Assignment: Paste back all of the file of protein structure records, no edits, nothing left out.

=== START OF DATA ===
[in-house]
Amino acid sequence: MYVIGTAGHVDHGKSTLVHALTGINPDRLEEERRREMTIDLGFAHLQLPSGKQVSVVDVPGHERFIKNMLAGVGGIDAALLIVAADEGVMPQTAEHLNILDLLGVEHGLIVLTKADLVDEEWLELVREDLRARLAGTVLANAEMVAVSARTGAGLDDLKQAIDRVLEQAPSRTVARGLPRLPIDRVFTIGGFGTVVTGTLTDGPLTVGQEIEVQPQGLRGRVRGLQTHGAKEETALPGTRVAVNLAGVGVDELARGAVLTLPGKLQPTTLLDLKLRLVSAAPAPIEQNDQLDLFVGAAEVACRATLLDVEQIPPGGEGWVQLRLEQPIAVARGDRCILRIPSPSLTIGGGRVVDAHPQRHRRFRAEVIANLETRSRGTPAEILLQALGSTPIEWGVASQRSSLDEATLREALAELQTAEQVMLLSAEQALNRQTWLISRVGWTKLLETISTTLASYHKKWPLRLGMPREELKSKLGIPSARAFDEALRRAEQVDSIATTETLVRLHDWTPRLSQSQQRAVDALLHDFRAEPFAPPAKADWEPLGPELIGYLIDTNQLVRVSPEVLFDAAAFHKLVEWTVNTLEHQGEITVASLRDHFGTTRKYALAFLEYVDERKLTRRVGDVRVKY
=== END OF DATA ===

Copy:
[in-house]
Amino acid sequence: MYVIGTAGHVDHGKSTLVHALTGINPDRLEEERRREMTIDLGFAHLQLPSGKQVSVVDVPGHERFIKNMLAGVGGIDAALLIVAADEGVMPQTAEHLNILDLLGVEHGLIVLTKADLVDEEWLELVREDLRARLAGTVLANAEMVAVSARTGAGLDDLKQAIDRVLEQAPSRTVARGLPRLPIDRVFTIGGFGTVVTGTLTDGPLTVGQEIEVQPQGLRGRVRGLQTHGAKEETALPGTRVAVNLAGVGVDELARGAVLTLPGKLQPTTLLDLKLRLVSAAPAPIEQNDQLDLFVGAAEVACRATLLDVEQIPPGGEGWVQLRLEQPIAVARGDRCILRIPSPSLTIGGGRVVDAHPQRHRRFRAEVIANLETRSRGTPAEILLQALGSTPIEWGVASQRSSLDEATLREALAELQTAEQVMLLSAEQALNRQTWLISRVGWTKLLETISTTLASYHKKWPLRLGMPREELKSKLGIPSARAFDEALRRAEQVDSIATTETLVRLHDWTPRLSQSQQRAVDALLHDFRAEPFAPPAKADWEPLGPELIGYLIDTNQLVRVSPEVLFDAAAFHKLVEWTVNTLEHQGEITVASLRDHFGTTRKYALAFLEYVDERKLTRRVGDVRVKY